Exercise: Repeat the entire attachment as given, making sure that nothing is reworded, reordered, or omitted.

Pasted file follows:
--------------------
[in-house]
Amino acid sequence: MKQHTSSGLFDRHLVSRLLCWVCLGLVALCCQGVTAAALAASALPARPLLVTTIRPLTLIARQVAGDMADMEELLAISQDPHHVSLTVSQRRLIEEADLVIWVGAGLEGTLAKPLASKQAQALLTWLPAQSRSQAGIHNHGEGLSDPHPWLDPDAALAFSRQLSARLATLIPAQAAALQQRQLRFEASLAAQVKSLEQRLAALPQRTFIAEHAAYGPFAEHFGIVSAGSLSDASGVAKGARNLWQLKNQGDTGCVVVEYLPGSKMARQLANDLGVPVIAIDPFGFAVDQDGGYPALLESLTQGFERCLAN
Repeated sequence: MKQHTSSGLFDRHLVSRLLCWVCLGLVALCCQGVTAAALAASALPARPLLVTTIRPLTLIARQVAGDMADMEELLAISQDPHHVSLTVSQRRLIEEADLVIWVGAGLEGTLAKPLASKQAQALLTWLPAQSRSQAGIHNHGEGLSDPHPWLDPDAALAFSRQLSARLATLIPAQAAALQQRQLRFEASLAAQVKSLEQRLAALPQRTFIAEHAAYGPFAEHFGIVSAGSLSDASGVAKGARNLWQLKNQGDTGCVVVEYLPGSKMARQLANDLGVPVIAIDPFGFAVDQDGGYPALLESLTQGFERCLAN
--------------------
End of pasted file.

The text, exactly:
[in-house]
Amino acid sequence: MKQHTSSGLFDRHLVSRLLCWVCLGLVALCCQGVTAAALAASALPARPLLVTTIRPLTLIARQVAGDMADMEELLAISQDPHHVSLTVSQRRLIEEADLVIWVGAGLEGTLAKPLASKQAQALLTWLPAQSRSQAGIHNHGEGLSDPHPWLDPDAALAFSRQLSARLATLIPAQAAALQQRQLRFEASLAAQVKSLEQRLAALPQRTFIAEHAAYGPFAEHFGIVSAGSLSDASGVAKGARNLWQLKNQGDTGCVVVEYLPGSKMARQLANDLGVPVIAIDPFGFAVDQDGGYPALLESLTQGFERCLAN
Repeated sequence: MKQHTSSGLFDRHLVSRLLCWVCLGLVALCCQGVTAAALAASALPARPLLVTTIRPLTLIARQVAGDMADMEELLAISQDPHHVSLTVSQRRLIEEADLVIWVGAGLEGTLAKPLASKQAQALLTWLPAQSRSQAGIHNHGEGLSDPHPWLDPDAALAFSRQLSARLATLIPAQAAALQQRQLRFEASLAAQVKSLEQRLAALPQRTFIAEHAAYGPFAEHFGIVSAGSLSDASGVAKGARNLWQLKNQGDTGCVVVEYLPGSKMARQLANDLGVPVIAIDPFGFAVDQDGGYPALLESLTQGFERCLAN